1/12/2018 11:14 AM
The Documents Project website launched on January 20, 2012 after ten years of quiet, behind-the-scenes work at the International Center for the Arts of the Americas (ICAA). Back then, 2,500 documents from Argentina, Mexico, and the American Midwest (University of Notre Dame) were available for research on our site. The uploading of documents from our teams in the United States, Puerto Rico, Colombia, Brazil, Venezuela, Peru, and Uruguay followed over the years.
These materials have been complemented by the central administration team in Houston, in its dimension as a research team. We have recently added a significant cache of texts that appeared in Perceptismo: Teórico y polémico, and other rare Argentinean periodicals. And, we also expanded our online selection of archival documents from The Adolpho Leirner Collection of Brazilian Constructive Art at The Museum of Fine Arts, Houston. This and other research has been conducted by Beatriz Olivetti (Research and Digital Experience Specialist), Nora A. Nava-Heymann (Copyright Coordinator), María B. McGreger (Image and Web Content Specialist), as well as technical assistants Yvonne B. Zepeda and José Ángel Carrazco. And, we have been assisted in this endeavor by an increasing number of graduate and undergraduate students who are benefitting from a developing institutional collaboration with the University of Houston focusing on Latin American and Latino art. Every one of the 8,400 (and counting) primary texts that are now available on our site reflect a fundamental spirit of camaraderie and a commitment to a team-based approach that, together, continue to define the core values of the ICAA’s Documents Project.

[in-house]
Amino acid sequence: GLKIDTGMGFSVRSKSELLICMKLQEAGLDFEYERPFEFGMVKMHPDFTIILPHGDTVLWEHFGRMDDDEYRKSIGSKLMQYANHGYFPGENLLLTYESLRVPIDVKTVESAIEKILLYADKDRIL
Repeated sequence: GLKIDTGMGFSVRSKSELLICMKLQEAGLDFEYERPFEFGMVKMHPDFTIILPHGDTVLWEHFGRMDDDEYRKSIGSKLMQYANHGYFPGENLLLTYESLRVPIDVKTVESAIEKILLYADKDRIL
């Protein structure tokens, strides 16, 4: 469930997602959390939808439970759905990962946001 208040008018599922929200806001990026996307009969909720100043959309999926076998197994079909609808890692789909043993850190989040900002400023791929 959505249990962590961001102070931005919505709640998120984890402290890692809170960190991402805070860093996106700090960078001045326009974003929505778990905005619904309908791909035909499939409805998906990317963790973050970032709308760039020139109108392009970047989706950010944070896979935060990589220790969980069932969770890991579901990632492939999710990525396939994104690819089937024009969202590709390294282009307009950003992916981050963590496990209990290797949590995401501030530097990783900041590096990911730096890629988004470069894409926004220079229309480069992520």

At the same time, reaching out to a broader network continued to be among our primary objectives in 2017. Via a partnership between Google Arts & Culture and the MFAH, we celebrated Hispanic Heritage Month with Latino Experience in the USA: Works from the MFAH Collection, an online exhibition hosted by the museum’s page at Google Arts and Culture. The exhibition features the work of six important Latino and Latin American artists whose works are part of the MFAH collections: José Gabriel Fernández, Lorenzo Homar, César Augusto Martínez, Daniel Joseph Martínez, Gabriel Orozco, and Marcos Raya. We have also started to build direct links between documents accessible in our digital archive to artworks featured on the MFAH Online Collection, including the objects the make up The Adolpho Leirner Collection of Brazilian Constructive Art at the Museum of Fine Arts, Houston.
Since our launch, the Documents Project’s digital archive has had more than 500,000 visits from over 375,000 unique visitors, averaging around 7,300 visits per month from both new and returning users. As of December 2017, the site boasted 25,959 registered users who actively access materials, create and share their own personal collections of documents culled from the site. Needless to say, we continue to be encouraged by the support from colleagues and users worldwide who rely on our digital archive for trusted access to the intellectual production of the 20th-century’s Latin American and Latino artistic sphere.